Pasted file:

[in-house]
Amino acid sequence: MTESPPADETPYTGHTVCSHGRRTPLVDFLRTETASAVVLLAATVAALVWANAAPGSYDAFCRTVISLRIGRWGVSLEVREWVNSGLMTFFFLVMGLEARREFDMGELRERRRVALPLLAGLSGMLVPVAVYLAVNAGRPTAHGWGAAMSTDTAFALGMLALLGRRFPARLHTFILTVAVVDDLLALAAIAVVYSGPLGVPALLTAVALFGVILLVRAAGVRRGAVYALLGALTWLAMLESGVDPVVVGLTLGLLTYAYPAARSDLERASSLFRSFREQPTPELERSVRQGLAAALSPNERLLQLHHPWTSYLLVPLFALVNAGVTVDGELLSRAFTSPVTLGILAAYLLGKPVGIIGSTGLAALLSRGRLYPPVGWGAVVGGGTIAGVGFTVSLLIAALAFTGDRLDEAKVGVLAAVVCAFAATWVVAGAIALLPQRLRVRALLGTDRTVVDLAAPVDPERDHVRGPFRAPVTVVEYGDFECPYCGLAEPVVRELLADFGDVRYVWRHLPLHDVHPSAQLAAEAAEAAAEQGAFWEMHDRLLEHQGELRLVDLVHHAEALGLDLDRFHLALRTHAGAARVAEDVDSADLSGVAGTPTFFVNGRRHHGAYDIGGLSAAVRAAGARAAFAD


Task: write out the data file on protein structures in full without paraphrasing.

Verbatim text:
[in-house]
Amino acid sequence: MTESPPADETPYTGHTVCSHGRRTPLVDFLRTETASAVVLLAATVAALVWANAAPGSYDAFCRTVISLRIGRWGVSLEVREWVNSGLMTFFFLVMGLEARREFDMGELRERRRVALPLLAGLSGMLVPVAVYLAVNAGRPTAHGWGAAMSTDTAFALGMLALLGRRFPARLHTFILTVAVVDDLLALAAIAVVYSGPLGVPALLTAVALFGVILLVRAAGVRRGAVYALLGALTWLAMLESGVDPVVVGLTLGLLTYAYPAARSDLERASSLFRSFREQPTPELERSVRQGLAAALSPNERLLQLHHPWTSYLLVPLFALVNAGVTVDGELLSRAFTSPVTLGILAAYLLGKPVGIIGSTGLAALLSRGRLYPPVGWGAVVGGGTIAGVGFTVSLLIAALAFTGDRLDEAKVGVLAAVVCAFAATWVVAGAIALLPQRLRVRALLGTDRTVVDLAAPVDPERDHVRGPFRAPVTVVEYGDFECPYCGLAEPVVRELLADFGDVRYVWRHLPLHDVHPSAQLAAEAAEAAAEQGAFWEMHDRLLEHQGELRLVDLVHHAEALGLDLDRFHLALRTHAGAARVAEDVDSADLSGVAGTPTFFVNGRRHHGAYDIGGLSAAVRAAGARAAFAD